Anti-Vaxxer Jessica Bustle, Husband Plead in Capitol Riot Case
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Anti-Vaxxer Who Called Mike Pence a ‘Traitor’ and Her Husband Both Plead Guilty to Parading Inside U.S. Capitol on Jan. 6th

Jess Bustle and husband

Husband-and-wife Jessica and Joshua Bustle are pictured in court papers entering the U.S. Capitol on the day of the Jan. 6th riot.

Together with her husband, a woman who spouted COVID-19 and election conspiracy theories on Facebook pleaded guilty on Monday to federal charges tied to the Jan. 6th siege of the Capitol. Their misdemeanor plea opens Virginia couple Jessica Bustle and Joshua Bustle up to a possible maximum six-month sentence for parading, demonstrating or picketing inside a Capitol building.

U.S. District Judge Thomas Hogan entered the plea following a brief hearing on Monday afternoon. He said each of the Bustles must pay $500 in restitution for damages to the Capitol during the riot, a standard condition imposed by prosecutors as part of a reported cost-splitting arrangement for hundreds of participants in the siege. Their sentencing will be set at a later date.

The Bustles were in the building for roughly 20 minutes, Hogan said.

When the Bustles were charged in March, the FBI quoted the wife echoing several false beliefs popular in pro-Trump quarters of the internet. Her Facebook posts show the wife contending that Pence had the power to stop the constitutionally mandated process for confirming a U.S. president, COVID-19 vaccines are part of a government depopulation plot, and that anti-fascist activists were responsible for the violence on Jan. 6th.

“Pence is a traitor,” one of the wife’s posts read. “We stormed the capital [sic]. An unarmed peaceful woman down the hall from us was shot in neck by cops. It’s insane here. We’re safe and heading home but have limited service.”

The criminal complaint against the Bustles focuses extensively on the wife’s Facebook posts, largely devoted to coronavirus and election misinformation.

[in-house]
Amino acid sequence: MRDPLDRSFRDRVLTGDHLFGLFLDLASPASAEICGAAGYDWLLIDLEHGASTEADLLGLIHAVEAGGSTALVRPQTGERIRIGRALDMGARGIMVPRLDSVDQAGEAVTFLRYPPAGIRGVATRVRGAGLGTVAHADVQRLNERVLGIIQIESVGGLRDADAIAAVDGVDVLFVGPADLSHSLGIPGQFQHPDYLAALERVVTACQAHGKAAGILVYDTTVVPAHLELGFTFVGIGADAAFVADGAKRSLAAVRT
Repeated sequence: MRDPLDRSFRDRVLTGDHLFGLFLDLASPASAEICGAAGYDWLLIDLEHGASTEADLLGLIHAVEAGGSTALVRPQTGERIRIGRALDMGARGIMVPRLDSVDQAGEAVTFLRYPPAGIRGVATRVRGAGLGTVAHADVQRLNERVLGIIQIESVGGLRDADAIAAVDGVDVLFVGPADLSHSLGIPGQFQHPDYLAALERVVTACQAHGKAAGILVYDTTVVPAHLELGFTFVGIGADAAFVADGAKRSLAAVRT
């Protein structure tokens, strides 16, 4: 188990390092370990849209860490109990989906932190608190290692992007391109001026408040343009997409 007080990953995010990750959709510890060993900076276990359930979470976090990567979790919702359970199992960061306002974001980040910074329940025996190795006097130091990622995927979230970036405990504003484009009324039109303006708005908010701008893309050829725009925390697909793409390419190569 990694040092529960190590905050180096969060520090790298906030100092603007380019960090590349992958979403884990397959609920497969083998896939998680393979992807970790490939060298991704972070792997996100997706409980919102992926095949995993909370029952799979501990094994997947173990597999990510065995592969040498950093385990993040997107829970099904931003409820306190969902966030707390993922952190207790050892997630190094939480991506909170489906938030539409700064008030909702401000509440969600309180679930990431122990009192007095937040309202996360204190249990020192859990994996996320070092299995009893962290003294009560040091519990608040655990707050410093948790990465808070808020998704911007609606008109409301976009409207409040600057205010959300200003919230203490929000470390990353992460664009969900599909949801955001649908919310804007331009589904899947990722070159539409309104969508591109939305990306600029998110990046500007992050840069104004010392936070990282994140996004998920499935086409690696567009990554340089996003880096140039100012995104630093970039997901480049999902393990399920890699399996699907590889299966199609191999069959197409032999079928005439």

Both worlds collided on Jan. 6th, when one of the Facebook posts showed a picture of the Bustles with the wife holding a placard stating: “MANDATORY MEDICAL PROCEDURES have NO PLACE in a FREE Society.” Coronavirus vaccines are not government-mandated in the United States, even though the Supreme Court ruled more than a century ago that vaccine mandates are legal.

Judge Hogan said that Josh Bustle held a similar sign.

In an image posted Jan. 7 to Facebook and subsequently embedded within federal court documents by the FBI, Jessica Bustle is seen standing with a man identified in subsequent Facebook comments as Del Matthew Bigtree, CEO of the anti-vaccination group Informed Consent Action Network.

For Jessica Bustle, whose Facebook posts also including skepticism that the moon landing occurred, the real “misinformation” about the siege on the Capitol came from established news organizations.

The amount of misinformation I’m seeing is insane. Despite what you’re being fed, the rally was nothing like what the media is portraying. My husband and I spent the majority of our time at the Health Freedom Rally which was a couple of blocks over from the Trump Rally. When we finally decided to head over to the capitol we were let in . . . like literally, my husband and I just WALKED right in with tons of other people.” The cops were nice . . . we were talking with them INSIDE of the capitol about not taking the CV tax and they agreed with us. There were no guns, weapons, and no violence. In fact, when we finally decided to go in after about 45min of it being wide open . . . there was a wooden podium UNTOUCHED just sitting there in the middle of trump supporters supposedly causing so much damage and mayhem. Yes, some Trump supporters were supposedly unruly . . . pushed past police to take selfies in congress seats.

Judge Hogan read some of those statements during the hearing. Jessica Bustle’s depiction of the pro-Trump mob has been debunked by court papers in hundreds of criminal cases. More than 130 members of the pro-Trump mob have been charged with assaulting or resisting police officers. Court papers show accused rioters allegedly attacking Capitol Police and Metropolitan Police Department Officers with chemical spray, a PVC pole, a flagpole, a Taser, metal barricades and other weapons. One rioter stands accused of stealing an officer’s badge and burying it in his backyard.

Two accused rioters have been charged in connection with the spraying of late Officer Brian Sicknick, who died the next day. Neither of the alleged assailants have been accused of responsibility for Sicknick’s death.

(Photos from the FBI’s affidavit against the Bustles)

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Law&Crime's senior investigative reporter and editor Adam Klasfeld has spent more than a decade on the legal beat. Previously a reporter for Courthouse News, he has appeared as a guest on MSNBC, BBC, NPR, PBS, Sky News, and other networks.